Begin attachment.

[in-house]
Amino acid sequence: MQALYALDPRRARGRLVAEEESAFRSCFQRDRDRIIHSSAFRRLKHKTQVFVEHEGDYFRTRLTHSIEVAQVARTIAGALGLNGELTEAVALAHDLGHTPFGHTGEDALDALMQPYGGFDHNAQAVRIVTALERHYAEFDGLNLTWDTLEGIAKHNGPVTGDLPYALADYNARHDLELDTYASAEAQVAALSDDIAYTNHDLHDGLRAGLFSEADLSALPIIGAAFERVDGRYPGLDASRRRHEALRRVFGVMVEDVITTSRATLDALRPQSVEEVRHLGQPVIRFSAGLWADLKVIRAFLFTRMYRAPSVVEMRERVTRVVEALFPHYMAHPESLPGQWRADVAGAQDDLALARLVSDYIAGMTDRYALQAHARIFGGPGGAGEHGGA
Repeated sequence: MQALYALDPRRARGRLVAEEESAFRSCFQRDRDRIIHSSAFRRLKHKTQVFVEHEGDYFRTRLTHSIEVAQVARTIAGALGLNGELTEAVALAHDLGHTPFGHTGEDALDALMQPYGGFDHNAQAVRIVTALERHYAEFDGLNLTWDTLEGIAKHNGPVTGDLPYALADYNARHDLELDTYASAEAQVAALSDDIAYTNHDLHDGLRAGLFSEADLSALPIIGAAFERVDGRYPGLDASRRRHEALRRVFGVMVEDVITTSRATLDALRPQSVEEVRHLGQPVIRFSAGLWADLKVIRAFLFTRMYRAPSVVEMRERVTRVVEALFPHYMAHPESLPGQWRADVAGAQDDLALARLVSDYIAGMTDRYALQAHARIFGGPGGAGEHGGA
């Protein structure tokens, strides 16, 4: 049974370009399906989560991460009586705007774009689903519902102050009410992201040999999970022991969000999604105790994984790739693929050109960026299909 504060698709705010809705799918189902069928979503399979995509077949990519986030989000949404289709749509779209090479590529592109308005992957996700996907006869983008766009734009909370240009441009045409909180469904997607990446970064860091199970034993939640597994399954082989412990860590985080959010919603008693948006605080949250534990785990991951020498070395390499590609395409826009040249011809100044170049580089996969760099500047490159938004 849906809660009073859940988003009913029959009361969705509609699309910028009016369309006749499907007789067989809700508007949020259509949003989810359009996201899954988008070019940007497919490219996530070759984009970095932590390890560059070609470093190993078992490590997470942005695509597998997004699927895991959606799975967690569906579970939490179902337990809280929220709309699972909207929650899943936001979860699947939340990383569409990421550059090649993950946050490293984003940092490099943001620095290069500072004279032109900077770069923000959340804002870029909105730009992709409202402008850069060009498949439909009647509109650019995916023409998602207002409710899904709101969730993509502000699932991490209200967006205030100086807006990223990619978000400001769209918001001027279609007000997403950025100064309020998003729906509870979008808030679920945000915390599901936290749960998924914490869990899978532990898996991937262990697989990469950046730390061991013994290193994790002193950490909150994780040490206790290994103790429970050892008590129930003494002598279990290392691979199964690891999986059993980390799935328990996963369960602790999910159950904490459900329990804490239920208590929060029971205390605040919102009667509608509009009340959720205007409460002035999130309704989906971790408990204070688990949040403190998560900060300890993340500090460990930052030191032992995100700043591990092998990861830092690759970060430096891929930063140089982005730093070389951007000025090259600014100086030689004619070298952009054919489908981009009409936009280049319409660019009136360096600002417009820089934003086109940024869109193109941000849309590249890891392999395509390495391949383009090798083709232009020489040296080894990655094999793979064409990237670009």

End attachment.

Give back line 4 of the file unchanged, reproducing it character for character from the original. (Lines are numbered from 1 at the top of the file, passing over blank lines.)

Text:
């Protein structure tokens, strides 16, 4: 049974370009399906989560991460009586705007774009689903519902102050009410992201040999999970022991969000999604105790994984790739693929050109960026299909 504060698709705010809705799918189902069928979503399979995509077949990519986030989000949404289709749509779209090479590529592109308005992957996700996907006869983008766009734009909370240009441009045409909180469904997607990446970064860091199970034993939640597994399954082989412990860590985080959010919603008693948006605080949250534990785990991951020498070395390499590609395409826009040249011809100044170049580089996969760099500047490159938004 849906809660009073859940988003009913029959009361969705509609699309910028009016369309006749499907007789067989809700508007949020259509949003989810359009996201899954988008070019940007497919490219996530070759984009970095932590390890560059070609470093190993078992490590997470942005695509597998997004699927895991959606799975967690569906579970939490179902337990809280929220709309699972909207929650899943936001979860699947939340990383569409990421550059090649993950946050490293984003940092490099943001620095290069500072004279032109900077770069923000959340804002870029909105730009992709409202402008850069060009498949439909009647509109650019995916023409998602207002409710899904709101969730993509502000699932991490209200967006205030100086807006990223990619978000400001769209918001001027279609007000997403950025100064309020998003729906509870979008808030679920945000915390599901936290749960998924914490869990899978532990898996991937262990697989990469950046730390061991013994290193994790002193950490909150994780040490206790290994103790429970050892008590129930003494002598279990290392691979199964690891999986059993980390799935328990996963369960602790999910159950904490459900329990804490239920208590929060029971205390605040919102009667509608509009009340959720205007409460002035999130309704989906971790408990204070688990949040403190998560900060300890993340500090460990930052030191032992995100700043591990092998990861830092690759970060430096891929930063140089982005730093070389951007000025090259600014100086030689004619070298952009054919489908981009009409936009280049319409660019009136360096600002417009820089934003086109940024869109193109941000849309590249890891392999395509390495391949383009090798083709232009020489040296080894990655094999793979064409990237670009």